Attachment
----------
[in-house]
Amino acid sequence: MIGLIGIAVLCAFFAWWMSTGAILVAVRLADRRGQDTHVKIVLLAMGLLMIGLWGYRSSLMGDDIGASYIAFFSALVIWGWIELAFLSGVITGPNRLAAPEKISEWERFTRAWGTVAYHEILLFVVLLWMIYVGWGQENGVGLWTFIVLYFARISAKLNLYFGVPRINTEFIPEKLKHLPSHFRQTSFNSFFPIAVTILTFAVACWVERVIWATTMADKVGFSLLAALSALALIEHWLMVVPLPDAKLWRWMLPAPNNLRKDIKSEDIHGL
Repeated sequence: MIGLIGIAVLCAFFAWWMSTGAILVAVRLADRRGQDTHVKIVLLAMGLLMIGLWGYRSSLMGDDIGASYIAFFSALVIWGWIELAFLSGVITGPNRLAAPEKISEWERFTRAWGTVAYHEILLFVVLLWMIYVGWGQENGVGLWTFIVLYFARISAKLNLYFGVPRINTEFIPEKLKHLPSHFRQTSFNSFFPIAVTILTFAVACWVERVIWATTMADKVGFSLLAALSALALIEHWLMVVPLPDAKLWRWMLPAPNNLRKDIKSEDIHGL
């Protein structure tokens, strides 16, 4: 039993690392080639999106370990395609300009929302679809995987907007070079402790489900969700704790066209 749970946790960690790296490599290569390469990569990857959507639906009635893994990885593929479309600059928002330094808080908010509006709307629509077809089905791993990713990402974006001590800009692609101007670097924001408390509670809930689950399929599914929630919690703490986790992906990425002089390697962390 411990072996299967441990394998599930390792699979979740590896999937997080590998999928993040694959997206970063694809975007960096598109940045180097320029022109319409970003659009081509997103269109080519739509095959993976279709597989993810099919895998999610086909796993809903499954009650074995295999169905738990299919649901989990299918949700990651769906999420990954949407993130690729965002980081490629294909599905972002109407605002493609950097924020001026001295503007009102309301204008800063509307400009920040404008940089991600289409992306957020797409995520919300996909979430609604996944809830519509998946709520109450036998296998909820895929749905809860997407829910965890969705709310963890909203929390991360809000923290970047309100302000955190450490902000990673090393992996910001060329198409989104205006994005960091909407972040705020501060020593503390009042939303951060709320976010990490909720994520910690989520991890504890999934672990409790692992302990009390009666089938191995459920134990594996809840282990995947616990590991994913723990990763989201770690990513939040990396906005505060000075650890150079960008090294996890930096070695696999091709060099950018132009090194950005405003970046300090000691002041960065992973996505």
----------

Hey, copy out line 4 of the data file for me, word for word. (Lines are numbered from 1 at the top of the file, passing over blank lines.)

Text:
């Protein structure tokens, strides 16, 4: 039993690392080639999106370990395609300009929302679809995987907007070079402790489900969700704790066209 749970946790960690790296490599290569390469990569990857959507639906009635893994990885593929479309600059928002330094808080908010509006709307629509077809089905791993990713990402974006001590800009692609101007670097924001408390509670809930689950399929599914929630919690703490986790992906990425002089390697962390 411990072996299967441990394998599930390792699979979740590896999937997080590998999928993040694959997206970063694809975007960096598109940045180097320029022109319409970003659009081509997103269109080519739509095959993976279709597989993810099919895998999610086909796993809903499954009650074995295999169905738990299919649901989990299918949700990651769906999420990954949407993130690729965002980081490629294909599905972002109407605002493609950097924020001026001295503007009102309301204008800063509307400009920040404008940089991600289409992306957020797409995520919300996909979430609604996944809830519509998946709520109450036998296998909820895929749905809860997407829910965890969705709310963890909203929390991360809000923290970047309100302000955190450490902000990673090393992996910001060329198409989104205006994005960091909407972040705020501060020593503390009042939303951060709320976010990490909720994520910690989520991890504890999934672990409790692992302990009390009666089938191995459920134990594996809840282990995947616990590991994913723990990763989201770690990513939040990396906005505060000075650890150079960008090294996890930096070695696999091709060099950018132009090194950005405003970046300090000691002041960065992973996505």